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cross browser scripting

Guidelines HTML CSS Scripting
DHTML Cross Browser Fun Scripts  

Web development is often considered a pretend language. When given the limitations of what can be achieved in coding for what can be viewed on a web browser this can even make sense to those that do application programming. However, the usual difference between application programming and web development is the number of platforms the code is written for. Platforms for application programming is usually considered to be the operating system. This also applies to web development. Except it is written for all the different versions of all the different browsers on all the different versions of all the different operatings systems. An exhaustive list at best.

The biggest plus regarding all the possibilities of the different browsers is just a few versions of a few browsers on a few operating systems should pretty much cover your target audience. Many of them also follow the same coding rules. Broken down to the simplest rules there are about only half a dozen differences that need looking at. The following covers the major differences and some ideas on how to deal with them.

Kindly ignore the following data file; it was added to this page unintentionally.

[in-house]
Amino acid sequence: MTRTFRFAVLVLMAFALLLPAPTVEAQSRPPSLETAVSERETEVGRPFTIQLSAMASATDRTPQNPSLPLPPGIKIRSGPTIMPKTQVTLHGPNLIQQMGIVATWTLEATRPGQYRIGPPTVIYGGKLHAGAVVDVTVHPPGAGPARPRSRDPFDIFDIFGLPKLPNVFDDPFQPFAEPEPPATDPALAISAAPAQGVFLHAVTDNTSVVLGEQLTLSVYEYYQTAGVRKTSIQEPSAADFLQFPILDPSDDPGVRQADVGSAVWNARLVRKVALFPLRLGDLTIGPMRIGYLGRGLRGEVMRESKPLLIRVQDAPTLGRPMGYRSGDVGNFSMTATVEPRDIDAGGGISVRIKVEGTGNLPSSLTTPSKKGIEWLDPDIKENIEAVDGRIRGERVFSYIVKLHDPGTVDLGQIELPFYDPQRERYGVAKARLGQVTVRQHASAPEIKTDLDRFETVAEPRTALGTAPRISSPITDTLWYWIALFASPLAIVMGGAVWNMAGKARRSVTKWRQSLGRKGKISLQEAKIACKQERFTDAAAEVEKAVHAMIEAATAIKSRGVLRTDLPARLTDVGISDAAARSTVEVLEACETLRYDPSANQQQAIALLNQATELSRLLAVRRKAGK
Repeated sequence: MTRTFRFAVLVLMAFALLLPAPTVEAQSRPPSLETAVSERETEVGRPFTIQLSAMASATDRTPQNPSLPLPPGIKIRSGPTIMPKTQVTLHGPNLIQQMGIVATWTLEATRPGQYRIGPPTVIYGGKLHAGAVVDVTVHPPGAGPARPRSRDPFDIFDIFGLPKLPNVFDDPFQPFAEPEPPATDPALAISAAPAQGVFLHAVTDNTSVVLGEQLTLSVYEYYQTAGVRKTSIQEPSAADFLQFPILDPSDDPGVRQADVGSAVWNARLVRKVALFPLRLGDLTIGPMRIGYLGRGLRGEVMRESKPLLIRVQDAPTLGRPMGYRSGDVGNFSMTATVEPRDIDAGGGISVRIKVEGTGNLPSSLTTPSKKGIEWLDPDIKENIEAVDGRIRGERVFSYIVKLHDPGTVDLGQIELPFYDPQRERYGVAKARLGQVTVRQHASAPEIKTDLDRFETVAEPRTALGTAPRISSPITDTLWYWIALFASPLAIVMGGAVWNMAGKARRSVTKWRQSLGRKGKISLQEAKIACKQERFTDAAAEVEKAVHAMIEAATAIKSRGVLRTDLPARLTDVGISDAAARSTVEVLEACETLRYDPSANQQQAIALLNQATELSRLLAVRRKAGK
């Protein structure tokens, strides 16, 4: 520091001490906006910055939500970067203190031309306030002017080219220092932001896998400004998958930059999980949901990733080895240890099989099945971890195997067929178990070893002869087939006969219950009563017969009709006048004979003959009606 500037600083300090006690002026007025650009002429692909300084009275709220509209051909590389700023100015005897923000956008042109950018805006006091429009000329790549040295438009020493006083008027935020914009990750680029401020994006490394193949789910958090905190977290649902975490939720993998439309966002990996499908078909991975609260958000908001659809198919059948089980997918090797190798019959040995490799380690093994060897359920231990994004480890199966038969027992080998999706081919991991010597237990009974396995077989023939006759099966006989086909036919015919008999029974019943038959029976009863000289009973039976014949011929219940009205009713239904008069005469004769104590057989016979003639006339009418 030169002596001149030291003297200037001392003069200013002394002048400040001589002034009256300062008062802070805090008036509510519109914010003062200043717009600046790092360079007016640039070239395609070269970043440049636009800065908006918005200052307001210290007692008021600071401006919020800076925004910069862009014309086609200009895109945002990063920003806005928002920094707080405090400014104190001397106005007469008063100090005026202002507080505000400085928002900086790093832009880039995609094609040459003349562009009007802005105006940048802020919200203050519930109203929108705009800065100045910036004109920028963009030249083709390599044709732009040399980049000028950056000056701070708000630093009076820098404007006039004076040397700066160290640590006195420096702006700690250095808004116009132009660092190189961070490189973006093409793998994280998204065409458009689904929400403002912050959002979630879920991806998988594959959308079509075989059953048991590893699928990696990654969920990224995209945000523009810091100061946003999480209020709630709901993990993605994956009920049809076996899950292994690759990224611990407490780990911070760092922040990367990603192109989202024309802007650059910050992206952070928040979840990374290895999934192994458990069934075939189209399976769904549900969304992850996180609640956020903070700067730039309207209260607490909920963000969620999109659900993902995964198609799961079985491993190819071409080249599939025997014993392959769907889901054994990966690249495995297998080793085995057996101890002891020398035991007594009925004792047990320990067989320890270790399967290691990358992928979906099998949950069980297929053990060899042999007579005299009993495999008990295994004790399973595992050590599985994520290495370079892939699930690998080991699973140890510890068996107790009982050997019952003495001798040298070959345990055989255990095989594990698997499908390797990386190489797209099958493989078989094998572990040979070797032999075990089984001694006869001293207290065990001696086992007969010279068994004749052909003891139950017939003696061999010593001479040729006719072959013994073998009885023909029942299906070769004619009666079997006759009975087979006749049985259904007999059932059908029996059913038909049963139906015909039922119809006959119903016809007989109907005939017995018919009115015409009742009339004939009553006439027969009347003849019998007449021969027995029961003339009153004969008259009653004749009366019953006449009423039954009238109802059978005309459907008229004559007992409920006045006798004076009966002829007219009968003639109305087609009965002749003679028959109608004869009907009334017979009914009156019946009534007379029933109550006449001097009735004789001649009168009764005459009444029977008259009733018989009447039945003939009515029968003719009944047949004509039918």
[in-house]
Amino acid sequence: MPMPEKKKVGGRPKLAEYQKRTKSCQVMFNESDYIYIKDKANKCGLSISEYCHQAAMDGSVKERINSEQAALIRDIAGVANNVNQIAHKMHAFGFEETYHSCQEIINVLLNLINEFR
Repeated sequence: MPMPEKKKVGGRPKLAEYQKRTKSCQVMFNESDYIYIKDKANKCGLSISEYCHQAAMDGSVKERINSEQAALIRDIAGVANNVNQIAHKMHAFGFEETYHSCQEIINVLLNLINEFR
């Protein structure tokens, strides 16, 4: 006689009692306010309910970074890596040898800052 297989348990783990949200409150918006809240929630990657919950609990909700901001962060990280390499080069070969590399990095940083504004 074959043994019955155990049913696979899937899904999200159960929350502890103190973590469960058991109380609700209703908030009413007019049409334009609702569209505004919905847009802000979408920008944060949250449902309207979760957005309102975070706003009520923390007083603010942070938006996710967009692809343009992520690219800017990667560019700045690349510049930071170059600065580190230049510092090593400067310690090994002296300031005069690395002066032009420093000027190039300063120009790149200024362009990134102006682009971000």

Why do I need to know?
What do I need to know?
What does it all mean?
Useful cross-browsing links

Why do I need to know?

There are many different browsers and many of them require different code to achieve the same thing. Therefore, code that you write for one browser may not work on another.

It is not possible to know all the variations for all the browsers. Because of this it may be necessary to exclude some browsers from your list of compatible browsers with your code. Of course nobody wants to do that. And you have to know all the browsers that won't work to be able to exclude them. Which is not possible if you don't know all the avaiable browsers. Instead you should include a list of compatible browsers.

Including specific browsers may exclude browsers that do behave the same (as is sometimes the case). So rather than checking for a specfic browser and writing code for that browser you should check that the syntax of your code will work on the users browser. Because of similarities between many browsers this may by default include other browsers that you were not even aware of.

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What do I need to know?